by Rabbi Jeremy Rosen
The Bible nowhere explicitly talks about conversion, only about taking care of, and not oppressing the stranger, the Ger. Much later, the term was divided into the Ger Toshav, the strangers who entered the community and choose to give up paganism. They were given equal civil rights so long as they adhered to the Seven Noachide commandments. And, on the other hand, the Ger Tsedek or Emet, the righteous or true convert who then took on all the obligations of Jewish religious laws.
The most celebrated case of someone joining the community is that of Ruth, whose declaration “your God is my God” enabled her to become the great grandmother of King David. Throughout the period of the Kings, a conversion ceremony is not mentioned. And this does not seem to have been an issue with King Solomon and his seven hundred wives and three hundred concubines. Did Ruth, a Moabitess, convert? And if so, how?
The Second Book of Kings (Chapter 17) refers to settlers brought by the Assyrian conquerors of the Northern Kingdom of Israel in 722 BCE to replace the exiled inhabitants. The new arrivals appealed to the Assyrian king for help because they felt threatened by plagues of wild animals and wanted the protection of local gods. He asked the Judean authorities to send priests to instruct them. The Samaritans, as they became known, then adopted Judaism and were known as ‘Lion Converts’ because they adopted the local religion out of fear. The Talmud debates the validity of their conversion as it does those who converted in the wake of Purim (Esther 8.17) or forced by successive Maccabee rulers (Yevamot 24b).
It was Ezra (Ezra Chapter 9) returning from Babylon who for the first time, records a ban on marrying those from a different religion. And, under the impact of Greece on the Jewish world, the issue of conversion out of conviction suddenly came to the fore.
The Talmud contains conflicting views on conversion. Some rabbis were opposed to conversion except in the case of genuinely spiritual circumstances. Others were more welcoming. The classic case was Hillel. When a man appeared before him (Shabbat 31a) and asked to be converted if Hillel could teach him Judaism standing on one leg, Hillel converted him on the spot and then encapsulated Judaism with the phrase “What is hateful to you, don’t do to your neighbor.” Of course, he told him to come back and study more. But he was still far more open to the idea of conversion than most others.
Throughout the early Talmudic period a great deal of Jewish proselytizing went on both in the Roman Empire and the Persian. When Saul of Tarsus began to spread his gospel as a less demanding version of Judaism, he went, according to his own testimony, to synagogues first to contact those non-Jews who gathered there. They were attracted by the ideas of Judaism but wary of some of the constraints. Several notable rabbis of the Talmud were either descendants of converts or converts themselves. Judaism did not require conversion. It required of all non-Jews that they obey the basic ethics of the Seven Noachide Commands (Bava Kama 38b. Sanhedrin 56a). There were pious non-Jews amongst the nations who contributed to the welfare and survival of the world (Chulin 92a) and non-Jews could achieve an afterlife as well as Jews. But it expected converts to be genuinely committed to the Jewish way of life.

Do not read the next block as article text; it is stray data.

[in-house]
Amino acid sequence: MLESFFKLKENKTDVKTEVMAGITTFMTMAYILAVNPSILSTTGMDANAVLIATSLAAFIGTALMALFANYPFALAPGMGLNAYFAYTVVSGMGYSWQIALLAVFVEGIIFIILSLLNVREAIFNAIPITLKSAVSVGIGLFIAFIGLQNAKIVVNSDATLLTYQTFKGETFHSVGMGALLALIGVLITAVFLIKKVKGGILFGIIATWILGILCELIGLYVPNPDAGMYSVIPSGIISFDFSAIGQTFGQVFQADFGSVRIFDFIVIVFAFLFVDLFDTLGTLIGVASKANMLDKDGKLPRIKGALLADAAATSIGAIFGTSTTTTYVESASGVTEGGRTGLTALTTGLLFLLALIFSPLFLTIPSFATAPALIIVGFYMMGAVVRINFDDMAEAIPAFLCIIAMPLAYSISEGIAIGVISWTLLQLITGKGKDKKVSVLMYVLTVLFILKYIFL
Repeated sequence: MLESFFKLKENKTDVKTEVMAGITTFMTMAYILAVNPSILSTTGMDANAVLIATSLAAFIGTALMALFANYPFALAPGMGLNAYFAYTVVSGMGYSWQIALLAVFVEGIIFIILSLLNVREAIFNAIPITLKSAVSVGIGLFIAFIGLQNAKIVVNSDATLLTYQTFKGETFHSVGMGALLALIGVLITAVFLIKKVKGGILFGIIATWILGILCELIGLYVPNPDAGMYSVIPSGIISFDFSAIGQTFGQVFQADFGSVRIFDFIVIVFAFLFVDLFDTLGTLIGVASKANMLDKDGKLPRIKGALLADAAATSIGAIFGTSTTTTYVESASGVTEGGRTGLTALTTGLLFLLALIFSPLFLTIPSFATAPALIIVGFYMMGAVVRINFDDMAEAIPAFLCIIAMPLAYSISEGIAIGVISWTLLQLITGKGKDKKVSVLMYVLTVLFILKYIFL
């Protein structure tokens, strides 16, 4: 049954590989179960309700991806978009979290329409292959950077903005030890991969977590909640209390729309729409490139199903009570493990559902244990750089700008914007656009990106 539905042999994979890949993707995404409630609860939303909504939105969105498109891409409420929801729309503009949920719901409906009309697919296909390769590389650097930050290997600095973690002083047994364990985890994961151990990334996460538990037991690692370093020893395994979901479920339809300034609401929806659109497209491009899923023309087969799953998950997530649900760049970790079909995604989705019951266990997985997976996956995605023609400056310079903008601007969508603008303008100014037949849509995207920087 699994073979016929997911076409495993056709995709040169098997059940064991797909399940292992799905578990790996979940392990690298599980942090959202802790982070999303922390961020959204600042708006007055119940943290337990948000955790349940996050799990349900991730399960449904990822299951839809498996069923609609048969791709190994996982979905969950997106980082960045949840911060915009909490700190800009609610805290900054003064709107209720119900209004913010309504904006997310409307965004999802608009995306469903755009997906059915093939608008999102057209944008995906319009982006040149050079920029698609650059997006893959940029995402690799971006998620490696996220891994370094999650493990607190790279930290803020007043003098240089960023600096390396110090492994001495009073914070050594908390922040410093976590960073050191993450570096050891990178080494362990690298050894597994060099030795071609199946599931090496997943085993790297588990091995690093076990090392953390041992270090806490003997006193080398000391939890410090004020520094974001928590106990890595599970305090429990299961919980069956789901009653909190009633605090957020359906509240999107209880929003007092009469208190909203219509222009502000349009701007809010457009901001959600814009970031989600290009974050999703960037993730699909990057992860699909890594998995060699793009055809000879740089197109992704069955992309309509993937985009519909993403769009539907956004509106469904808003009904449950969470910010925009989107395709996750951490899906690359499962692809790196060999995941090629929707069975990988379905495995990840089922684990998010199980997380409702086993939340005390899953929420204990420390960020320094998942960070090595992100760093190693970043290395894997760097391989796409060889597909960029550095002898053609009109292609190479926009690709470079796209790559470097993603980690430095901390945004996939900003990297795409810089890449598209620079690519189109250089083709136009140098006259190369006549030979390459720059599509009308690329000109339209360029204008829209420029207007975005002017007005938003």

This explains the formulation the Talmud (Yevamot 46a) gives for prospective converts. “When someone comes and wants to covert nowadays, we say ‘why do you want to convert? Don’t you realize that nowadays Israel is weak, oppressed, harassed, and degraded, and constantly suffers? If he answers ‘Yes I know and I am not worthy,’ then we accept him immediately. We teach him some of the major commandments, some of the minor ones, the laws of charity and the punishments for disobedience and the rewards…then we circumcise him and take him to the Mikva and he becomes a Jew in every respect.”
Jewish attitudes towards conversion changed dramatically when Byzantian Christianity imposed harsh restrictions on Jews and made converting to Judaism a capital offense, both for any Jew or non-Jew involved. In 1222 for example a deacon of Oxford was burnt at the stake for converting and marrying a Jewess (History of the Jews in England. Cecil Roth p.41) And in the seventh century, Islam imposed similar constraints. Jews not only desisted but also actively discouraged it for fear of reprisals. The issue of conversion throughout the Medieval period and indeed until the eighteenth century was practically dormant.